MPC could have opted for a rate cut

| Updated on December 05, 2019

Given the dismal growth numbers, there is little to be lost in lowering interest rates and trying to spur investment

The Monetary Policy Committee surprised one and all by deciding to hold the repo rate, now at 5.15 per cent, instead of cutting it. It cited inflation fears in the coming quarter, even while revising its growth projection for FY20 from 6.1 per cent in October to an alarming 5 per cent. The steep downward revision is unprecedented, given that the MPC had projected over 7 per cent growth some three quarters back. There can be no escaping the notion that the economy has come unstuck — with both production and consumption indices in decline. Yet, the MPC’s reasons for holding on to the status quo were along expected lines. Besides arguing that the 135 basis points cut since February should be given time to take effect, the RBI Governor also cited apprehensions about inflation being ‘elevated’ in the fourth quarter.

It is notable that the RBI Governor referred to the MPC’s commitment to ‘flexible inflation targeting’ while explaining the decision to hold rates. The question is whether the MPC would have responded differently, had it been wedded to pursuing ‘multiple goals’, as before May 2016. It has been an old habit with the RBI — notably during the UPA years — to adjust monetary policy to food inflation, despite the latter being caused by supply shocks. This time, in addition to food prices, the MPC seems to apprehend a rise in core inflation arising out of the increase in telecom tariffs. Even with its inflation targeting framework, the MPC has elbowroom till inflation touches the 6 per cent mark. Why it should apprehend inflation exceeding that limit, at a time all macroeconomic indicators point to a deficiency in demand, is not clear. A relative rise in food prices may lead to an improvement in demand for industrial goods and services. In fact, it may be worth re-examining the inflation targeting framework for its relevance in a situation of endemic demand shortage. With capacity utilisation now down to 69 per cent and core sector showing signs of contraction, there is little to be lost in lowering interest rates and trying to spur investment, at 27.8 per cent of GDP in Q2, against 29.7 per cent in Q1.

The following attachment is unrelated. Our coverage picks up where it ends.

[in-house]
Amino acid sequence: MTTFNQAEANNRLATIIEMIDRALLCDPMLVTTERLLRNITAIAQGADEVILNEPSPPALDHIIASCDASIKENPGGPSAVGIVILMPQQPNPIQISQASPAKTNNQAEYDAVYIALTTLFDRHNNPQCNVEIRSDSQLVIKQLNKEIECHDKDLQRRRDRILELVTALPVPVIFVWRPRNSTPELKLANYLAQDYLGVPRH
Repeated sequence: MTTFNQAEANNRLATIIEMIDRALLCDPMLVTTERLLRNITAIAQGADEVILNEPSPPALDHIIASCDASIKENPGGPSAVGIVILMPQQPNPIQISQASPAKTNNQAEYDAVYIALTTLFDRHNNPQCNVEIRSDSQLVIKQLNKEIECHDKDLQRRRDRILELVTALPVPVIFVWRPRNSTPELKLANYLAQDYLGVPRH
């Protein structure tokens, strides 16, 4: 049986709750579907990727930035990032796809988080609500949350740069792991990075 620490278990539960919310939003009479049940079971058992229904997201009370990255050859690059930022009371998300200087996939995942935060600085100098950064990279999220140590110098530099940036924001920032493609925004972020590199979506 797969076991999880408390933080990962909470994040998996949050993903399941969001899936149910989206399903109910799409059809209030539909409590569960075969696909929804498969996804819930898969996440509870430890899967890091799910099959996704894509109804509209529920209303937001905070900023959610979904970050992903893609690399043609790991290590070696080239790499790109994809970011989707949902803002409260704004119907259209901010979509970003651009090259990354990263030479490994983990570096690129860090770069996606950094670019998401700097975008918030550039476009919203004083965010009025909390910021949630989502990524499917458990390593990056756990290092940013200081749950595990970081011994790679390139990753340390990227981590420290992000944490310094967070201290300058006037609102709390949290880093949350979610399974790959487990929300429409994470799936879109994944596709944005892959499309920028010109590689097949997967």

It is, however, undeniable that the onus lies on fiscal policy to kickstart demand, so that credit growth picks up. Non-food credit growth rules at about 8 per cent year-on-year, despite the recent rate cuts. Rural distress and unemployment have dampened demand to a point where private final consumption expenditure growth has dropped to 3 per cent, from 9.8 per cent in Q2 of FY19. The Centre’s steps to spur investment by reducing corporate tax rates, along with RBI’s efforts to channelise funds to well-run NBFCs, will have limited effect if incomes remain uncertain. Public investment must take precedence, even if that leads to a temporary breach of the fiscal deficit target.

Published on December 05, 2019

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